Classless inter-domain routing -

Classless inter-domain routing

networking, IP, internet protocol, routing, CIDR

Classless inter-domain routing, or CIDR, was introduced in 1993 to provide a common method for addressing and routing. CIDR was created to allow routing tables to be more properly sized to the usage on their networks, as well as to prevent unnecessary allocation of IPv4 addresses due to the limitations of IPv4’s network prefix system for classifying network sizes.

IPv4 was “classful”, meaning that it divided the IP address space into classes based on their top 3 bits. This matters because it means that, under IPv4, networks would be classified into a particular address space with a given number of networks, which would likely be too small or too large for the particular use case. This classful system was not flexible enough to efficiently allocate the IPv4 address space, so the “classless” concept was developed.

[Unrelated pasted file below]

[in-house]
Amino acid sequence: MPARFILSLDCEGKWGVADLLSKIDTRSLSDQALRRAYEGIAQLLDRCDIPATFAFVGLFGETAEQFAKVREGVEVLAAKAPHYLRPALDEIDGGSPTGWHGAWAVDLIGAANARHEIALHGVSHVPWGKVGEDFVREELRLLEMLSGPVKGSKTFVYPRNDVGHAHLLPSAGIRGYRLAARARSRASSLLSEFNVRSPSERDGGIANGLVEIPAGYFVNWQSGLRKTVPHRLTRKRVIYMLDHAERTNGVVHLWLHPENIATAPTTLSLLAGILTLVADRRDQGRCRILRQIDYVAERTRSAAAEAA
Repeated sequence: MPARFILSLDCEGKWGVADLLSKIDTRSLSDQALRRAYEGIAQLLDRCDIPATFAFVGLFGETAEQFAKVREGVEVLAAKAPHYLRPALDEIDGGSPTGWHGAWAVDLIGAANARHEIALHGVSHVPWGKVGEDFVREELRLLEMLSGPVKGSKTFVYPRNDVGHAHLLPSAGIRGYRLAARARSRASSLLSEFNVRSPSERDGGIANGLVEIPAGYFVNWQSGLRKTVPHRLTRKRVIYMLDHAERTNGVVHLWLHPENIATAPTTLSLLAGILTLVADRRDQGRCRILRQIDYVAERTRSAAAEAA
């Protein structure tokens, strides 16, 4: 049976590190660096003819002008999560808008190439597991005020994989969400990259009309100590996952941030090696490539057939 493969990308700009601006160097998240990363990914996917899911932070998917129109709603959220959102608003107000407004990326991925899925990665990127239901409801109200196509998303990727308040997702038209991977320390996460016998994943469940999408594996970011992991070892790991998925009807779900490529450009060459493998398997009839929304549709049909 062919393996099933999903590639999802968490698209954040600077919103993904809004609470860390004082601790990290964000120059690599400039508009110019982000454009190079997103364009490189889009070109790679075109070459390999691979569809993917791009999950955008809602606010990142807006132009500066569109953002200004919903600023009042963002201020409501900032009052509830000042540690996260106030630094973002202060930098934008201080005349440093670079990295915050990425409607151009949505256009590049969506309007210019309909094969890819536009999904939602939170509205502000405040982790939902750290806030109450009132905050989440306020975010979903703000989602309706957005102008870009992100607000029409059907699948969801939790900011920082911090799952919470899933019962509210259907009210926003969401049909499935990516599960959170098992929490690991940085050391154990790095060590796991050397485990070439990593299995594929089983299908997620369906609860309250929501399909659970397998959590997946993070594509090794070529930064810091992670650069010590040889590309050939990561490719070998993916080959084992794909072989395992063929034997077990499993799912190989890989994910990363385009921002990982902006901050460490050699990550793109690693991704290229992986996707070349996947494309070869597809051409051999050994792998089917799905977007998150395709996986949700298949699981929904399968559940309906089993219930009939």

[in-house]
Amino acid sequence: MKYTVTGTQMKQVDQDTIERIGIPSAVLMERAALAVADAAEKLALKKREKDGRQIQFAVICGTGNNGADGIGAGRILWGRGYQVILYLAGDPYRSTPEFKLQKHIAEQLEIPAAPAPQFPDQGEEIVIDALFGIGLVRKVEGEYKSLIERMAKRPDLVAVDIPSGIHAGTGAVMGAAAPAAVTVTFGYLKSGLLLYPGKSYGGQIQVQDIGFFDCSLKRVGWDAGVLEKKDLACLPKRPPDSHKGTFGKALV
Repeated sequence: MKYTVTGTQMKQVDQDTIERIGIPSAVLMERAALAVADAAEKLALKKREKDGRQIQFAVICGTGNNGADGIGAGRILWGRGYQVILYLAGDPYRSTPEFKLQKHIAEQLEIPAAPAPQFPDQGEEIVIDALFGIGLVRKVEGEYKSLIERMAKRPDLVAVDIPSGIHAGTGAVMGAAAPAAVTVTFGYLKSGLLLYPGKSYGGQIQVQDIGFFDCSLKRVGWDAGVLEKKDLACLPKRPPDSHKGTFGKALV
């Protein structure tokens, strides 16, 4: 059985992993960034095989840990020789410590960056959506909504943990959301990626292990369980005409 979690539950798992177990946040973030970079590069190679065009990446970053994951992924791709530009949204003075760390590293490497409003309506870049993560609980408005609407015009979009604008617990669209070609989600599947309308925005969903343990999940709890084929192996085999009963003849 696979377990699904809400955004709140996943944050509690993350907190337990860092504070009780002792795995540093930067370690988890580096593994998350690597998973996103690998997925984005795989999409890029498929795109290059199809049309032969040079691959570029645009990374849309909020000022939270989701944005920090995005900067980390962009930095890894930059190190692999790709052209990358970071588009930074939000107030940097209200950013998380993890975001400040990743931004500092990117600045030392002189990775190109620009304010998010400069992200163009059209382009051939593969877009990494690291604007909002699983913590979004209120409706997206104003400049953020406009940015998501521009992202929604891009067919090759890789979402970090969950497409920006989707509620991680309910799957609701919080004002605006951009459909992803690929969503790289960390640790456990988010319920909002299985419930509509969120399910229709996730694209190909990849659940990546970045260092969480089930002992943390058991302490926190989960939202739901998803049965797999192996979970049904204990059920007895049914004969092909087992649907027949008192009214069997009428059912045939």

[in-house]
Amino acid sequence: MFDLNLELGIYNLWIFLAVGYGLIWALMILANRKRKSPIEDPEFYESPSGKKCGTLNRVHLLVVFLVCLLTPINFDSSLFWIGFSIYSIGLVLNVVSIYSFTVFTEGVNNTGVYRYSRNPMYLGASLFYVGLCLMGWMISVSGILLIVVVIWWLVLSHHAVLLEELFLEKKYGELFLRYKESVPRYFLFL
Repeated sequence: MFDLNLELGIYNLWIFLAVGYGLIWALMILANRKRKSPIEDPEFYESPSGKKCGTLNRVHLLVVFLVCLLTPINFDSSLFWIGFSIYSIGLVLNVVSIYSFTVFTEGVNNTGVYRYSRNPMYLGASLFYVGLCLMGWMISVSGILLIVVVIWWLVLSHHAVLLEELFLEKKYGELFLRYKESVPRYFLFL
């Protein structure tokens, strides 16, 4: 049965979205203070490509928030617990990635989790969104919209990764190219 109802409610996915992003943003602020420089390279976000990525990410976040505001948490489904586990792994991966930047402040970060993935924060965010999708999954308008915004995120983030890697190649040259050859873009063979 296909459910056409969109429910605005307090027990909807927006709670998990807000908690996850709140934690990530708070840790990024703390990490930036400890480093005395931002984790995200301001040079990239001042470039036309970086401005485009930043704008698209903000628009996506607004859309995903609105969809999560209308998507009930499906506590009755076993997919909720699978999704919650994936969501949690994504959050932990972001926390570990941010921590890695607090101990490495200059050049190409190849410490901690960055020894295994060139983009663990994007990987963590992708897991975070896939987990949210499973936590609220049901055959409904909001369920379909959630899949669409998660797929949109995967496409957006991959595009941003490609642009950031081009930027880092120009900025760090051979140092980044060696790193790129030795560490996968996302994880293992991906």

“Classless” was based on VLSM (variable-length subnet masking), which allows for sizing networks based on powers of 2, rather than the simple classes under IPv4’s system.

CIDR is notated using a slash (/) symbol after the IP address followed by a number which denotes the number of leading 1 bits in the network mask. CIDR notation can be used with IPv4 and IPv6 addresses.

Examples (from the Wikipedia article ↗):

  • represents the IPv4 address and its associated network prefix, or equivalently, its subnet mask, which has 24 leading 1-bits.
  • the IPv4 block represents the 1024 IPv4 addresses from to
  • the IPv6 block 2001:db8::/48 represents the block of IPv6 addresses from 2001:db8:0:0:0:0:0:0 to 2001:db8:0:ffff:ffff:ffff:ffff:ffff.
  • ::1/128 represents the IPv6 loopback address. Its prefix length is 128 which is the number of bits in the address.